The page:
Carlos E. Castañeda’s “Catholic” Texas?

This project is ongoing.

The year 2023 marks the centenary of the founding of the Texas Historical Commission, a body sponsored by the Knights of Columbus that was also publisher of Carlos E. Castañeda’s Our Catholic Heritage in Texas (1936-1958), a veritable monument in Texan historiography. Seven volumes!

            In commemoration of this centenary, this one-day event will reappraise Castañeda’s historiographical legacy and contextualize it within his Catholic faith and a lifetime of intellectual, labor, and political activism as a Mexican(-American) in Texas. We seek contributors to reevaluate Castañeda’s contribution to the lived history and historiography of twentieth-century Texas, or who take Castañeda’s work as an inspiration for new Catholic and labor histories of Texas/the border.

            In spite of his reputation as a confessional historian and Boltonian, Castañeda was a multifaceted, politically engaged, and paradoxical figure. Though his writing lauded the Spanish missionaries and sometimes adopted their view of Indigenous people as backward and childlike, Castañeda himself faced discrimination at the hands of an ethnocratic power structure convinced of Mexican inferiority. A Catholic who collaborated with exiled Mexican priests, such as Jesuit Mariano Cuevas, Castañeda nonetheless supported the Mexican Revolution’s educational project and was an interlocutor of the most anticlerical regime in hemispheric history. Best known as a historian-archivist (in correspondence he enjoyed describing himself as “the Historiographer”), Castañeda’s activism as Del Río school superintendent, on the U.S. Committee on Fair Employment Practice, or in pro-Hispanic organizations such as LULAC, perhaps outlasts his intellectual achievements.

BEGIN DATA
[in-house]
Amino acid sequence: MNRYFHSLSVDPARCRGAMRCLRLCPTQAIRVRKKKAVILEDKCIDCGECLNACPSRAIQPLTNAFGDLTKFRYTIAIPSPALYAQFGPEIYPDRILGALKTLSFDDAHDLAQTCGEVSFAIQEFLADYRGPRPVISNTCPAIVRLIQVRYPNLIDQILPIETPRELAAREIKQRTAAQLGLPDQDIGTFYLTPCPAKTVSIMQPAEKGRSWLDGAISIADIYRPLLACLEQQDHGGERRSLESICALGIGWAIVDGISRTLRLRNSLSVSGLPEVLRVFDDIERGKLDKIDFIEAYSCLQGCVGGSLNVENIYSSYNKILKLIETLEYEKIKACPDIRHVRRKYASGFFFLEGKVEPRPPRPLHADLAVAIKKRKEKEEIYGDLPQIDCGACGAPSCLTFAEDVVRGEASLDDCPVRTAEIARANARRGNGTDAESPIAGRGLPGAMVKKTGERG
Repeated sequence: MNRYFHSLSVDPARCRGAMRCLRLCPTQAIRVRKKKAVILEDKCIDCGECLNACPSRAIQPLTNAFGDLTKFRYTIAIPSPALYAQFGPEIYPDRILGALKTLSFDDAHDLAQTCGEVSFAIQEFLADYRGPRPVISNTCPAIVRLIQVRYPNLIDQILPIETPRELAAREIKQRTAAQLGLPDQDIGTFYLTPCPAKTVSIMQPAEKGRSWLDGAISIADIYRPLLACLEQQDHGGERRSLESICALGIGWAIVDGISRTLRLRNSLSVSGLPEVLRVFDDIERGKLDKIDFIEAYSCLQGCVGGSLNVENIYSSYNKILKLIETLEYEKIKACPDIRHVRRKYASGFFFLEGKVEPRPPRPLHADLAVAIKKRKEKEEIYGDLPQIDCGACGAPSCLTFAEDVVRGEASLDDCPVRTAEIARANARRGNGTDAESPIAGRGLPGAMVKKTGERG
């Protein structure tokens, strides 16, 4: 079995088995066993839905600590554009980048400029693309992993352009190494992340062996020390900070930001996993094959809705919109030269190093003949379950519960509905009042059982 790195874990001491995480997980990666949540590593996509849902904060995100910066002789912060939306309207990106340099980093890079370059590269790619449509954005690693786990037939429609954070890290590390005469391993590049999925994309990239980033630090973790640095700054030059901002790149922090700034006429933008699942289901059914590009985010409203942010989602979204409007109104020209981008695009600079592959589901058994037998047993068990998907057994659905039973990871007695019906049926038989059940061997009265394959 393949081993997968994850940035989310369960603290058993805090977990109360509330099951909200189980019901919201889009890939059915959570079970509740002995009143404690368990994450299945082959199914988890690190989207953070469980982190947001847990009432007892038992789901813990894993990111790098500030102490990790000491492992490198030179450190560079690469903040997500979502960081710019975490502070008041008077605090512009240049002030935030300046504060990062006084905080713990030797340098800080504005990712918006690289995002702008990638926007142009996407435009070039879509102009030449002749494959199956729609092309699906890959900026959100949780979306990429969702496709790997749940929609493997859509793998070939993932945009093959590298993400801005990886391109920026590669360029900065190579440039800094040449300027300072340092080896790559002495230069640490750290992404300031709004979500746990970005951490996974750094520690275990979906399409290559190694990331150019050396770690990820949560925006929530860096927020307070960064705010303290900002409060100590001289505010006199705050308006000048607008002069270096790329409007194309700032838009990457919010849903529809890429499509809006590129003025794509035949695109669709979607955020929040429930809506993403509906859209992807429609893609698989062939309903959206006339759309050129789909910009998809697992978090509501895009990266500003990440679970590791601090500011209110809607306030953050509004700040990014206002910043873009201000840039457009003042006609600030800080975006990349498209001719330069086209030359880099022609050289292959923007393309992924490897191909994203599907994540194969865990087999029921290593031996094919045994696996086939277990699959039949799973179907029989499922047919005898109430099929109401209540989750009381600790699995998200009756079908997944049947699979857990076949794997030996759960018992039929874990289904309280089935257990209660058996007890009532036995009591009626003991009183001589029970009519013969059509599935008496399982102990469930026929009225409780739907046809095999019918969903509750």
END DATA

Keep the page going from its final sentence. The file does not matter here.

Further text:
Why is it that a historian of colonial, Catholic Texas should loom so large as a labor activist and defender of Mexican American rights in the twentieth century? In what overlooked, unheralded ways did Castañeda’s Catholicism and intellectual work lead him to espouse what were then radical political views and activist roles? We seek panelists to make sense of these tensions, exploring the relationship between Castañeda’s historical imagination and activist life. We also seek contributions on Texan Catholic history that build on Castañeda’s monumental work, taking it as a starting point for new, critical discussions of the interactions between faith, politics, and identity. Finally, we seek contributions that continue Castañeda’s labors as an advocate for Mexican American workers.


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